There were no significant differences between healthy control and fully recovered groups for:

  • Overall self-esteem
  • Self-directedness
  • Self-efficacy
  • Imposter phenomenon

There were no significant differences between active eating disorder and partially recovered groups for the same variables.

Differences emerged between fully and partially recovered groups as expected, with the fully recovered group showing:

  • Higher self-esteem
  • Higher self-directedness
  • Lower imposter phenomenon

When they broke self-esteem down into component parts, the researchers found that those in the fully recovered group were especially likely to show more self-esteem related to appearance than those in the partially recovered group, but not in other areas of self-esteem (such as sociability, relationships, and sense of humour, for example). Another interesting difference the authors note was that partially recovered individuals tended to have higher intimate relationship self-esteem than those in the active eating disorder group.


So, what does it all mean? For one, I’m pleased to see researchers paying attention to the many things that can support or detract from recovery. I especially liked seeing the study on self-concept; as many treatment models make an effort to enhance patients’ sense of self-esteem and self-efficacy, it makes a lot of sense to explore what role these actually have in recovery.

One thing I would like to see more of is an exploration of how factors outside of the individual impact recovery. While it is important to measure things that are internal to an individual (like self-esteem, negative affect, etc.), we do not exist in a vacuum. Even when measures are quite sophisticated and acknowledge that external forces can have an impact on internal psychological factors, I still feel that there is room for attending to how others’ interpretations of recovery can impact feelings of recoveredness. Even measures that explicitly address sociocultural context (i.e. looking at thin ideal internalization) may miss culturally-specific aspects of recovery that vary from individual to individual and that contribute to the many shades and appearances of recovery.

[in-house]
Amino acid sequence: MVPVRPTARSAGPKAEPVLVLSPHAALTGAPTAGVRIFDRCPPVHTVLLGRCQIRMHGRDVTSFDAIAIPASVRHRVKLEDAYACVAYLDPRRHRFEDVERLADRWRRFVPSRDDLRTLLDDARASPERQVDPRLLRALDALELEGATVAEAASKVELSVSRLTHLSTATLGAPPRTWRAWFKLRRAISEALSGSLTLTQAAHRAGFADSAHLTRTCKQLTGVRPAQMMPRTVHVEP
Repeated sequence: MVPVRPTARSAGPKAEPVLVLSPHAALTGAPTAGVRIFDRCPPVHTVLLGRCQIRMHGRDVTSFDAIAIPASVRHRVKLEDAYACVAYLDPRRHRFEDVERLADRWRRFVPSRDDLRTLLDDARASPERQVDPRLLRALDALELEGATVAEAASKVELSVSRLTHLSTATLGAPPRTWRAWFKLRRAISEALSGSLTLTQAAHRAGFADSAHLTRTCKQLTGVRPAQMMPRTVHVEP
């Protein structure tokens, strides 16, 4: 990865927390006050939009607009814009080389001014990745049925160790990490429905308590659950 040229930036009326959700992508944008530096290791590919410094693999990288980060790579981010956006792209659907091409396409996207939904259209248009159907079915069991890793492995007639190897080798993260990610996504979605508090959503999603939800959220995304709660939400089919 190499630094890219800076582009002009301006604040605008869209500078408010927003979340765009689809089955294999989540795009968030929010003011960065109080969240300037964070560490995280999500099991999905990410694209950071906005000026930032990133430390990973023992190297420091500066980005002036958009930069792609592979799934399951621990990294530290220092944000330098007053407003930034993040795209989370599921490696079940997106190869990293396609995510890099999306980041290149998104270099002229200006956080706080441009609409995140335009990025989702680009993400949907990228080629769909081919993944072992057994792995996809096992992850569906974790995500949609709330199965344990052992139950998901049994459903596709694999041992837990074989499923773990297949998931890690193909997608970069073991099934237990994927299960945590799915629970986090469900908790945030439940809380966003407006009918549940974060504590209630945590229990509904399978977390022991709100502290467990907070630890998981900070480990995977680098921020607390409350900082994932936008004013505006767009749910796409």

Overall, however, I really appreciate Bardone-Cone and colleagues’ ongoing efforts to unpack the monolith that is eating disorder recovery, and can certainly see how this model might help us move toward a consensus definition for recovery, especially in research contexts.


Bardone-Cone AM, Harney MB, Maldonado CR, Lawson MA, Robinson DP, Smith R, & Tosh A (2010). Defining recovery from an eating disorder: Conceptualization, validation, and examination of psychosocial functioning and psychiatric comorbidity. Behaviour Research and Therapy, 48 (3), 194-202 PMID: 19945094

Bardone-Cone, AM, Schaefer, LM, Maldonado, CR, Fitzsimmons, EE, Harney, MB, Lawson, MA, Robinson, DP, Tosh, A, & Smith, R (2010). Aspects of Self-Concept and Eating Disorder Recovery: What Does the Sense of Self Look Like When an Individual Recovers from an Eating Disorder? Journal of Social and Clinical Psychology, 29 (7), 821-846. DOI: 10.1521/jscp.2010.29.7.821


Andrea is a PhD candidate focusing on individual, familial, and health care definitions and experiences of eating disorder recovery. She has an MSc in Family Relations and Human Development and a BA in Sociology. In her Masters research, she used qualitative and arts-based approaches (digital storytelling) to explore the experiences of young women in recovery from eating disorders. Andrea has recovered from EDNOS. She can be reached at andrea[at]scienceofeds[dot]org.